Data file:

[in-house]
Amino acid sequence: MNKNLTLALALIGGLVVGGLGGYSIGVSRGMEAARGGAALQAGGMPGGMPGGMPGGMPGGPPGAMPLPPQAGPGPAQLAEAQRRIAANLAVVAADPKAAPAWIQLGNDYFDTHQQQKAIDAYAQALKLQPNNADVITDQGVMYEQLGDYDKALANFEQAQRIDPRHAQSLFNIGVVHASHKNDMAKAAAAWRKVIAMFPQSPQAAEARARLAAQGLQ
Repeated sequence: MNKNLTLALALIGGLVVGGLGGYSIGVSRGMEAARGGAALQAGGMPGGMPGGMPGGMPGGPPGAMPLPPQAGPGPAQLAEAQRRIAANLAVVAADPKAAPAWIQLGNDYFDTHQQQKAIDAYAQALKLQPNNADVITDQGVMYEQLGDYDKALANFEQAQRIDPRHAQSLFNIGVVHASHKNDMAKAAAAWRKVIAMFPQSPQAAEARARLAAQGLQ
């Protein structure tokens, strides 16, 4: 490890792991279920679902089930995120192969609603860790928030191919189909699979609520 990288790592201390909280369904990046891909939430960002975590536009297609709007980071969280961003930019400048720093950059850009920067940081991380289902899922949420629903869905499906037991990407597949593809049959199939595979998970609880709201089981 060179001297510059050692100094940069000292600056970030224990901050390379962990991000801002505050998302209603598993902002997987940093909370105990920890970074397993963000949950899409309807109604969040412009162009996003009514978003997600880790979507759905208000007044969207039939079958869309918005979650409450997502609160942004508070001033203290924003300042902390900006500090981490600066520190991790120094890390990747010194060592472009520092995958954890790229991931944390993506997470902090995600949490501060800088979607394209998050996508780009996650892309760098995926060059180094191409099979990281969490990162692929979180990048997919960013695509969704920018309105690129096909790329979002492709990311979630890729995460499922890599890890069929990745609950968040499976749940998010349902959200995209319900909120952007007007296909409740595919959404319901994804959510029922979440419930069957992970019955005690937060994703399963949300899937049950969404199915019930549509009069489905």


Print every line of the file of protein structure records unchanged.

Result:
[in-house]
Amino acid sequence: MNKNLTLALALIGGLVVGGLGGYSIGVSRGMEAARGGAALQAGGMPGGMPGGMPGGMPGGPPGAMPLPPQAGPGPAQLAEAQRRIAANLAVVAADPKAAPAWIQLGNDYFDTHQQQKAIDAYAQALKLQPNNADVITDQGVMYEQLGDYDKALANFEQAQRIDPRHAQSLFNIGVVHASHKNDMAKAAAAWRKVIAMFPQSPQAAEARARLAAQGLQ
Repeated sequence: MNKNLTLALALIGGLVVGGLGGYSIGVSRGMEAARGGAALQAGGMPGGMPGGMPGGMPGGPPGAMPLPPQAGPGPAQLAEAQRRIAANLAVVAADPKAAPAWIQLGNDYFDTHQQQKAIDAYAQALKLQPNNADVITDQGVMYEQLGDYDKALANFEQAQRIDPRHAQSLFNIGVVHASHKNDMAKAAAAWRKVIAMFPQSPQAAEARARLAAQGLQ
């Protein structure tokens, strides 16, 4: 490890792991279920679902089930995120192969609603860790928030191919189909699979609520 990288790592201390909280369904990046891909939430960002975590536009297609709007980071969280961003930019400048720093950059850009920067940081991380289902899922949420629903869905499906037991990407597949593809049959199939595979998970609880709201089981 060179001297510059050692100094940069000292600056970030224990901050390379962990991000801002505050998302209603598993902002997987940093909370105990920890970074397993963000949950899409309807109604969040412009162009996003009514978003997600880790979507759905208000007044969207039939079958869309918005979650409450997502609160942004508070001033203290924003300042902390900006500090981490600066520190991790120094890390990747010194060592472009520092995958954890790229991931944390993506997470902090995600949490501060800088979607394209998050996508780009996650892309760098995926060059180094191409099979990281969490990162692929979180990048997919960013695509969704920018309105690129096909790329979002492709990311979630890729995460499922890599890890069929990745609950968040499976749940998010349902959200995209319900909120952007007007296909409740595919959404319901994804959510029922979440419930069957992970019955005690937060994703399963949300899937049950969404199915019930549509009069489905």